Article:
Man walks onto plane with loaded handgun while other stopped over harmless liquids
December 18, 2010
TSA agents at a Houston airport failed to stop an Iranian-American with a loaded handgun passing through security and boarding a plane, yet they did stop a woman directly behind him who was carrying liquids in her hand luggage.
Businessman Farid Seif relates his story to ABC News, noting that he only realised he had forgotten to remove a loaded snub nose “baby” Glock pistol from his bag after he had landed at his international destination and unpacked in his hotel room.
“It’s just impossible to miss it, you know. I mean, this is not a small gun,” Seif told ABC News. “How can you miss it? You cannot miss it.”
“They were very embarrassed, you know,” Seif said. “And — and they should be, you know. It’s — we’re talking about total failure.”
Seif also told ABC that while his pistol “sailed past” the screener, a woman behind him was stopped for having liquids in her bag.
The incident underscores how the enhanced and invasive TSA security procedures are pure theatre and do nothing to make anyone safer.
While the agents are busy singling out the elderly and the disabled for enhanced screening, groping women’s breasts, telling people they are “God”, and locking travelers in glass boxes over liquids such as breast milk, other passengers are being allowed to waltz through security with loaded guns and even explosive material.
As the ABC report highlights, the Department of Homeland Security has classified the results of random, covert “red team tests,” where undercover agents try to see what they can get past airport security, because the results have been so shockingly bad for the past nine years:
According to one report, undercover TSA agents testing security at a Newark airport terminal on one day in 2006 found that TSA screeners failed to detect concealed bombs and guns 20 out of 22 times. A 2007 government audit leaked to USA Today revealed that undercover agents were successful slipping simulated explosives and bomb parts through Los Angeles’s LAX airport in 50 out of 70 attempts, and at Chicago’s O’Hare airport agents made 75 attempts and succeeded in getting through undetected 45 times.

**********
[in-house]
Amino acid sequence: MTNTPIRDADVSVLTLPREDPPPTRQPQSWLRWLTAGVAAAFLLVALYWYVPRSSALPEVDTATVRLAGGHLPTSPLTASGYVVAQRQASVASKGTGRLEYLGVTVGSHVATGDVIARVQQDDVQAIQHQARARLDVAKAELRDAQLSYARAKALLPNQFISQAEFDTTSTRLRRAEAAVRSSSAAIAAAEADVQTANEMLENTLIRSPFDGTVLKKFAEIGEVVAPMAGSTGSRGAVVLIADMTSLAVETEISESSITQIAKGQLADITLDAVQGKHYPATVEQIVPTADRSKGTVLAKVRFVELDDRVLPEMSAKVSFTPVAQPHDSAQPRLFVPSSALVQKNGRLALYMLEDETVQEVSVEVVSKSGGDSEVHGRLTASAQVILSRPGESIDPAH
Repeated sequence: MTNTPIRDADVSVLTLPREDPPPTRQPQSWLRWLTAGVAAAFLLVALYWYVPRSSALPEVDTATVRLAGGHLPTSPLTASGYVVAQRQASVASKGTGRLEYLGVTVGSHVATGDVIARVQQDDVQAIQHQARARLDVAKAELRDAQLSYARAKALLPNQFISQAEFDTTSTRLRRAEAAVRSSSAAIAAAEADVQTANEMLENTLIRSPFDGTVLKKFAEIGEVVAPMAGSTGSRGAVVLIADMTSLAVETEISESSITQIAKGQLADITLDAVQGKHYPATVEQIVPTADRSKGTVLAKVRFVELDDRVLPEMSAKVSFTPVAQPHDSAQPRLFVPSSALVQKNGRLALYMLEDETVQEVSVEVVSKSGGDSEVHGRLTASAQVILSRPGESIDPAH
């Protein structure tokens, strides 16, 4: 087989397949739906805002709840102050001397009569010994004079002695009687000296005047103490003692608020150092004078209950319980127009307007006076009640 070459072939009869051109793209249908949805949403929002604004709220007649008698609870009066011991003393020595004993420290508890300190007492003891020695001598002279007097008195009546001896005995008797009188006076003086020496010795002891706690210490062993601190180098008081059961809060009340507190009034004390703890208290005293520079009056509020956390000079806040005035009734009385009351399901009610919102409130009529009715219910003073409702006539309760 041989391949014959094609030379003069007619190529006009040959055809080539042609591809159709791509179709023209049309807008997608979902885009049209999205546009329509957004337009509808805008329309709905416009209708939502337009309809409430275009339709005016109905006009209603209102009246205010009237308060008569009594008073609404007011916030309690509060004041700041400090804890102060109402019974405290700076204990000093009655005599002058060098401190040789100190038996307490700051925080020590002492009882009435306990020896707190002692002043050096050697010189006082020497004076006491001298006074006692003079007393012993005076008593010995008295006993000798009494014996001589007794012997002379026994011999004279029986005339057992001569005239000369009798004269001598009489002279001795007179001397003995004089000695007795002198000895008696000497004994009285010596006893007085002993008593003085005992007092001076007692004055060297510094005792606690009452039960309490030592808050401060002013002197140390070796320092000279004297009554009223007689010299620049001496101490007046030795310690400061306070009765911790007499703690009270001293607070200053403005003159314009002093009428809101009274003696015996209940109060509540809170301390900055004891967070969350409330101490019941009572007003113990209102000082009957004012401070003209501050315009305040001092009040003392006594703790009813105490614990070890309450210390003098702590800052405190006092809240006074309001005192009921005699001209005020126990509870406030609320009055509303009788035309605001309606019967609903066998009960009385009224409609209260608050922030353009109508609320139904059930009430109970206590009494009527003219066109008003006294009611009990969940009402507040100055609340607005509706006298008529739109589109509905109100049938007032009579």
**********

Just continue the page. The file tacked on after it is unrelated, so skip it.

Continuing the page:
Last month, TSA head John Pistole claimed that the recent enhancement of security procedures has come in light of such past failures.
- A d v e r t i s e m e n t
“… unfortunately, [undercover testers] have been very successful over the years. And one of the findings is that we have not been thorough enough. And the concern obviously is, if that’s an Abdulmutallab — a Christmas Day bomber — who is doing it rather than an undercover agent, then that can have catastrophic results.” Pistole told George Stephanopoulos during an interview on Good Morning America.
Yet, as in depth research has shown, the introduction of naked body scanning x-ray machines will do little to curb such failures, because the machines cannot detect explosive material effectively.
The TSA has still failed to respond to a FOIA request filed by former Congressman Bob Barr demanding information on the TSA’s recent decision to curtail enhanced pat-downs and mothball body scanners so as to avoid negative publicity during the “National Opt Out day” protest last month.
If internal TSA documents prove this was the case,it will serve as concrete proof that Big Sis’s security talk is nothing more than hot air. If the scanners were so imperative to keep us safe from terrorists then why would the TSA turn them off, as well as reining in pat downs, in a vain effort to score political points?
So rest assured, while grandma is being molested by the TSA this christmas, it is a distinct possibility that there will be someone floating past and onto your plane armed to the teeth.
Steve Watson is the London based writer and editor at Alex Jones’ Infowars.net, and regular contributor to Prisonplanet.com. He has a Masters Degree in International Relations from the School of Politics at The University of Nottingham in England.